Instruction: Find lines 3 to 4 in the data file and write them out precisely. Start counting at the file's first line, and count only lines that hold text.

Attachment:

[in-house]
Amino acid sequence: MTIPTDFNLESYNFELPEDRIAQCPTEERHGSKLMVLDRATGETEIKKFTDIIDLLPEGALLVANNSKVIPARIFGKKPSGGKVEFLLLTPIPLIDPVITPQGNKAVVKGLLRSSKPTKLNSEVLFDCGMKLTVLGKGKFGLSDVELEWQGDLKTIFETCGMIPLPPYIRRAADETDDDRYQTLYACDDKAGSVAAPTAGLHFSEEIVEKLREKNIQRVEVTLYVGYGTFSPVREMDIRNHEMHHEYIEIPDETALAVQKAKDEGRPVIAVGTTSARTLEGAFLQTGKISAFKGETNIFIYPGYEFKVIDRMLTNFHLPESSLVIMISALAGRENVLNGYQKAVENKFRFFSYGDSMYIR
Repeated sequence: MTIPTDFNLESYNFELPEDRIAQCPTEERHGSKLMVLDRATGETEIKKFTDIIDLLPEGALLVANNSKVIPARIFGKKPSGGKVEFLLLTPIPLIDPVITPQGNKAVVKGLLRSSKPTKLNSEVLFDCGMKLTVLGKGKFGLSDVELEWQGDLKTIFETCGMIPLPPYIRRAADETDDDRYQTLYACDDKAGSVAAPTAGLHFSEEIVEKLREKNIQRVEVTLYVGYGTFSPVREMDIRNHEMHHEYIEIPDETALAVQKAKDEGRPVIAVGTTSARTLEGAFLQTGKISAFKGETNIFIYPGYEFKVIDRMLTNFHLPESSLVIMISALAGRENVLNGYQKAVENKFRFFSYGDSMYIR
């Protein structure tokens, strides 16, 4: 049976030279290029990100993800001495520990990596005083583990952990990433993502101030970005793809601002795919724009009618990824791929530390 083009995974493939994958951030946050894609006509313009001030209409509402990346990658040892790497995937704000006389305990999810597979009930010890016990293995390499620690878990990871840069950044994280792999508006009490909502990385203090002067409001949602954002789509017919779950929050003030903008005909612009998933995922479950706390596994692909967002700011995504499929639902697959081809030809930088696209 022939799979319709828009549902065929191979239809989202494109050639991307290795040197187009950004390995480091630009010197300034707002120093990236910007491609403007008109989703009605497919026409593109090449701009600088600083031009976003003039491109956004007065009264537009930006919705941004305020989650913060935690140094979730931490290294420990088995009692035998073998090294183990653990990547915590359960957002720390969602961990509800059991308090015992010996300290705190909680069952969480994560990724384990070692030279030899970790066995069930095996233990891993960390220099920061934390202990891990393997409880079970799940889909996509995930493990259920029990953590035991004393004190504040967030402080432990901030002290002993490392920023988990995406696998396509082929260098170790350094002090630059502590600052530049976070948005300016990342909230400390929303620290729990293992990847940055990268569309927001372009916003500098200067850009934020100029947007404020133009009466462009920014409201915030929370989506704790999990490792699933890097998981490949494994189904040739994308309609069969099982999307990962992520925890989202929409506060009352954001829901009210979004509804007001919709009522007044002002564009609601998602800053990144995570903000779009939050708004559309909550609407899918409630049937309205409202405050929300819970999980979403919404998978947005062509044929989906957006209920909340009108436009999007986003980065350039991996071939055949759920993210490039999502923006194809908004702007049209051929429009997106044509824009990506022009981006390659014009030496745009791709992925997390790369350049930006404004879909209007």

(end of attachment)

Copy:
Repeated sequence: MTIPTDFNLESYNFELPEDRIAQCPTEERHGSKLMVLDRATGETEIKKFTDIIDLLPEGALLVANNSKVIPARIFGKKPSGGKVEFLLLTPIPLIDPVITPQGNKAVVKGLLRSSKPTKLNSEVLFDCGMKLTVLGKGKFGLSDVELEWQGDLKTIFETCGMIPLPPYIRRAADETDDDRYQTLYACDDKAGSVAAPTAGLHFSEEIVEKLREKNIQRVEVTLYVGYGTFSPVREMDIRNHEMHHEYIEIPDETALAVQKAKDEGRPVIAVGTTSARTLEGAFLQTGKISAFKGETNIFIYPGYEFKVIDRMLTNFHLPESSLVIMISALAGRENVLNGYQKAVENKFRFFSYGDSMYIR
């Protein structure tokens, strides 16, 4: 049976030279290029990100993800001495520990990596005083583990952990990433993502101030970005793809601002795919724009009618990824791929530390 083009995974493939994958951030946050894609006509313009001030209409509402990346990658040892790497995937704000006389305990999810597979009930010890016990293995390499620690878990990871840069950044994280792999508006009490909502990385203090002067409001949602954002789509017919779950929050003030903008005909612009998933995922479950706390596994692909967002700011995504499929639902697959081809030809930088696209 022939799979319709828009549902065929191979239809989202494109050639991307290795040197187009950004390995480091630009010197300034707002120093990236910007491609403007008109989703009605497919026409593109090449701009600088600083031009976003003039491109956004007065009264537009930006919705941004305020989650913060935690140094979730931490290294420990088995009692035998073998090294183990653990990547915590359960957002720390969602961990509800059991308090015992010996300290705190909680069952969480994560990724384990070692030279030899970790066995069930095996233990891993960390220099920061934390202990891990393997409880079970799940889909996509995930493990259920029990953590035991004393004190504040967030402080432990901030002290002993490392920023988990995406696998396509082929260098170790350094002090630059502590600052530049976070948005300016990342909230400390929303620290729990293992990847940055990268569309927001372009916003500098200067850009934020100029947007404020133009009466462009920014409201915030929370989506704790999990490792699933890097998981490949494994189904040739994308309609069969099982999307990962992520925890989202929409506060009352954001829901009210979004509804007001919709009522007044002002564009609601998602800053990144995570903000779009939050708004559309909550609407899918409630049937309205409202405050929300819970999980979403919404998978947005062509044929989906957006209920909340009108436009999007986003980065350039991996071939055949759920993210490039999502923006194809908004702007049209051929429009997106044509824009990506022009981006390659014009030496745009791709992925997390790369350049930006404004879909209007």